Sluggish housing market with little sign of any relief in prospect – RICS report

The property sales market is set to continue to suffer with little prospect of a pick-up in the near future, RICS have reported – see here

A survey indicator for house prices nationally last month continued to fall from -55 in July, to -68, marking the most negative reading since 2009.

New buyer enquiries declined slightly from the -45 posted last time, to -47, with new sale instructions following a similar trend, slipping from -17 in July to -26 this time round.

Survey respondents reported a decline in newly agreed sales, falling from -45 to -47, which marks the weakest reading for this indicator since the Covid pandemic.

Looking ahead, near-term sales expectations remain subdued, although the net balance has turned marginally less negative, at -38%, compared to last month’s reading of -45%.

On a twelve-month view, the trend in home sales is anticipated to flatten out, evidenced by the net balance moving from -25% in July to -5% in August.

In the lettings market, conditions remain more positive, with a net balance of +47 of survey respondents noting a rise in tenant demand (+59 in July). However, new landlord instructions fell slightly with a reading of -20 (-19 in July).

Given this mismatch between demand and supply, a net balance of +60% of contributors foresee rental prices being driven higher over the coming three months.

“A sluggish housing market with little sign of any relief in prospect”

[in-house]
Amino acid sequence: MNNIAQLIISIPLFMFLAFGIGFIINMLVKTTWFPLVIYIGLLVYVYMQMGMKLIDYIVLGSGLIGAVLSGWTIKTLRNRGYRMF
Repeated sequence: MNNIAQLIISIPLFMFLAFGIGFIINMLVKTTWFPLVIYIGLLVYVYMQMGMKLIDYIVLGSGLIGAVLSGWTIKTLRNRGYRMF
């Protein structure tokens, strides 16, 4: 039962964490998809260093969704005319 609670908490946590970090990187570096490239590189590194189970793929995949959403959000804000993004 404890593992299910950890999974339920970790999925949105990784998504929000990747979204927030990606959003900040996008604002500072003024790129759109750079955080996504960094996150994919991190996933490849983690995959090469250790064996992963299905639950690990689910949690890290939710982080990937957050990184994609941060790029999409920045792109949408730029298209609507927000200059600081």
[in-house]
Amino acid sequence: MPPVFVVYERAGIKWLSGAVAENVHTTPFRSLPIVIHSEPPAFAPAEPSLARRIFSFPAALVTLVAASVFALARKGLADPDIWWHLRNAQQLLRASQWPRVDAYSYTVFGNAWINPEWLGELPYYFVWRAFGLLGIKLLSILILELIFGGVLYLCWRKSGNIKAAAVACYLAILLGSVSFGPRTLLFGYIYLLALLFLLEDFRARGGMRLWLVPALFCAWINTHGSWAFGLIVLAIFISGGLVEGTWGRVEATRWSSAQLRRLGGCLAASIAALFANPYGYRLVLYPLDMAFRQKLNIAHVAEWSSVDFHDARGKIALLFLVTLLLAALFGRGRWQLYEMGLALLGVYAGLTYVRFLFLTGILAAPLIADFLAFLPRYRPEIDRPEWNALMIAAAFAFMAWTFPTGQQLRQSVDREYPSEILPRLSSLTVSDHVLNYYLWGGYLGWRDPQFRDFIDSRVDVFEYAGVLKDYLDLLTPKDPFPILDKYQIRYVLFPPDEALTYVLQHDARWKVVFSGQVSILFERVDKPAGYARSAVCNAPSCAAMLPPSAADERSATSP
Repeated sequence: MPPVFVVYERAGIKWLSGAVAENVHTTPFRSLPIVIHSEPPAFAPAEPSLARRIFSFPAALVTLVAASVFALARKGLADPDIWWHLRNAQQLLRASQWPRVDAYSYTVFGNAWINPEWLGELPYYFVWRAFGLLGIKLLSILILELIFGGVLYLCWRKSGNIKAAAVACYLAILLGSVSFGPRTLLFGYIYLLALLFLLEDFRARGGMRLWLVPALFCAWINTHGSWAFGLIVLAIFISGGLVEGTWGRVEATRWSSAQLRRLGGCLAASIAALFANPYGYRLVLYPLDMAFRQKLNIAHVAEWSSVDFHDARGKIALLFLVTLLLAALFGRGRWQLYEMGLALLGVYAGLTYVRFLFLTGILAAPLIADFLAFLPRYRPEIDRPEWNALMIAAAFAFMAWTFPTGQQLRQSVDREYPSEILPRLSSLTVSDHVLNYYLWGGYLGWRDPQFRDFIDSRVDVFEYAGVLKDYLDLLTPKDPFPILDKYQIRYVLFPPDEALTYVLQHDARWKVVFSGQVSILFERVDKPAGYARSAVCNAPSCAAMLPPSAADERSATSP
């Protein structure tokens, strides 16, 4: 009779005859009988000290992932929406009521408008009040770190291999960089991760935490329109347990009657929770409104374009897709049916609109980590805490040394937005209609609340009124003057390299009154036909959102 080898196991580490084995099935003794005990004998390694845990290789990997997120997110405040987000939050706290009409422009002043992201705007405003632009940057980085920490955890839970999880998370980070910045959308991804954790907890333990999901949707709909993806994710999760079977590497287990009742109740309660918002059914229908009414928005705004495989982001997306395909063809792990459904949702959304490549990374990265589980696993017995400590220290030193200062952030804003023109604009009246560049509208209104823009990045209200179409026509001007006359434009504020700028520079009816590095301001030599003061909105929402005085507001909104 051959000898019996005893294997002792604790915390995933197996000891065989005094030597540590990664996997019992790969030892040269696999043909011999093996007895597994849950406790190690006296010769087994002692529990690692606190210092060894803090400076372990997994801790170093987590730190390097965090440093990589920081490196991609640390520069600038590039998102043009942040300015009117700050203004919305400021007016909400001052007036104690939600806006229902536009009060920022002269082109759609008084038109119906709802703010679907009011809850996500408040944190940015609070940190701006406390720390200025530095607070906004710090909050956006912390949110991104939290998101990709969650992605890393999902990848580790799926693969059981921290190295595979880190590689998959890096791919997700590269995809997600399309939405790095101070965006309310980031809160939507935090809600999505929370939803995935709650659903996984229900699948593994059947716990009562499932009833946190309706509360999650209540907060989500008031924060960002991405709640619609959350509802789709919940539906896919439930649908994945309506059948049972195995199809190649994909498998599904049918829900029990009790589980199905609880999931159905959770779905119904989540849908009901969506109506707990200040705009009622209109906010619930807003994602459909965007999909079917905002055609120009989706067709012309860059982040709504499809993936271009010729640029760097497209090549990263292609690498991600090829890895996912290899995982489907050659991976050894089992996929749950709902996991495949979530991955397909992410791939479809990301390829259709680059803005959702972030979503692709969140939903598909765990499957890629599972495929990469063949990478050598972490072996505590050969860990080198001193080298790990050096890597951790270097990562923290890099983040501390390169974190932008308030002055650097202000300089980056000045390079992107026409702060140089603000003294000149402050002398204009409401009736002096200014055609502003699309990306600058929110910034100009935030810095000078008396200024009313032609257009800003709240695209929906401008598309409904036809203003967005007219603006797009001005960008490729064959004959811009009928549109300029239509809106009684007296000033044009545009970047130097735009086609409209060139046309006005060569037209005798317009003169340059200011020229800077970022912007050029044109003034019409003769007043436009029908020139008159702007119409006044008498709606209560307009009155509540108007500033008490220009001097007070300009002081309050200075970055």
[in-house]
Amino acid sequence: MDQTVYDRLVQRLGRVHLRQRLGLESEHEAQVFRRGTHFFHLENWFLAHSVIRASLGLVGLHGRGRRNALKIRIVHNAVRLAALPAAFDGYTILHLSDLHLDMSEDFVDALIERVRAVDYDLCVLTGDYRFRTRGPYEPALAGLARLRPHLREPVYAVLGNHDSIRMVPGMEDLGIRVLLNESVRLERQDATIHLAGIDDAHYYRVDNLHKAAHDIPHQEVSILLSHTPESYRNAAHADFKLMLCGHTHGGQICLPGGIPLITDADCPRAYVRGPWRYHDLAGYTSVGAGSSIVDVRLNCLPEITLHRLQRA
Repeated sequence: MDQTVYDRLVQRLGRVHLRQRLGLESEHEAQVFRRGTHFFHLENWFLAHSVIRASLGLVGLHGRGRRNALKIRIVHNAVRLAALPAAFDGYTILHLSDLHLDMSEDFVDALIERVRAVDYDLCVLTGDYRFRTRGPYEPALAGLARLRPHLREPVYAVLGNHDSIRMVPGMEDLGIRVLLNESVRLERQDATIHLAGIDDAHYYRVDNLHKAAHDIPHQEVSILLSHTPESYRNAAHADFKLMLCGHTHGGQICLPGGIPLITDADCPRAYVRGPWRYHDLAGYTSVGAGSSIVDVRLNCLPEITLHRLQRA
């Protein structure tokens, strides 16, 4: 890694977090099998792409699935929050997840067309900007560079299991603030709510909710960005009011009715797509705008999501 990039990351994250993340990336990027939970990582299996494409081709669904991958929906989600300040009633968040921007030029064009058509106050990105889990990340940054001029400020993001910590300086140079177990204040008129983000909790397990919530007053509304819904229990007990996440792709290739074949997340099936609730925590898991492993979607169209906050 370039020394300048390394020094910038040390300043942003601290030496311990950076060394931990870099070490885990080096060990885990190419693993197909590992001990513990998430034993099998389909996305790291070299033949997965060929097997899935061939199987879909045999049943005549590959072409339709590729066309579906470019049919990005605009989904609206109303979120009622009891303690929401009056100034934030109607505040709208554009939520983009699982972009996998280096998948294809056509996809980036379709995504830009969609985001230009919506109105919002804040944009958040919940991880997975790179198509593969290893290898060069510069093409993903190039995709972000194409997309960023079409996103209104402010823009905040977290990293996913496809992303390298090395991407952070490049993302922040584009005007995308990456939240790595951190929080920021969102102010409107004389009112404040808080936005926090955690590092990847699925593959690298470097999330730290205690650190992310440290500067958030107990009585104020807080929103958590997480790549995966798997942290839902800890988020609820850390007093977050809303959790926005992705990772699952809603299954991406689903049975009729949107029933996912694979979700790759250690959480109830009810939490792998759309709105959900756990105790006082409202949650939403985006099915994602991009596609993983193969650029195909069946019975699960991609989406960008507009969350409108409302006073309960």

Simon Rubinsohn, RICS chief economist, says: “The latest round of feedback from RICS members continues to point to a sluggish housing market with little sign of any relief in prospect.”

He also says there are reports from surveyors that landlords are leaving the market.

Previously, RICS has been more upbeat about prospects in the housing market.

Tom Bill, head of residential research at Knight Frank, says: “Not only have rising mortgage rates taken their toll on house prices but the volatility of the last 12 months has undermined sentiment.

“Buyers and sellers knew interest rates would rise after being close to zero for 14 years, they just didn’t expect it to feel like being strapped into a roller-coaster for the last year,” he says.

“We don’t anticipate a cliff-edge moment for prices, but a single-digit decline this year is likely to be repeated next year.”



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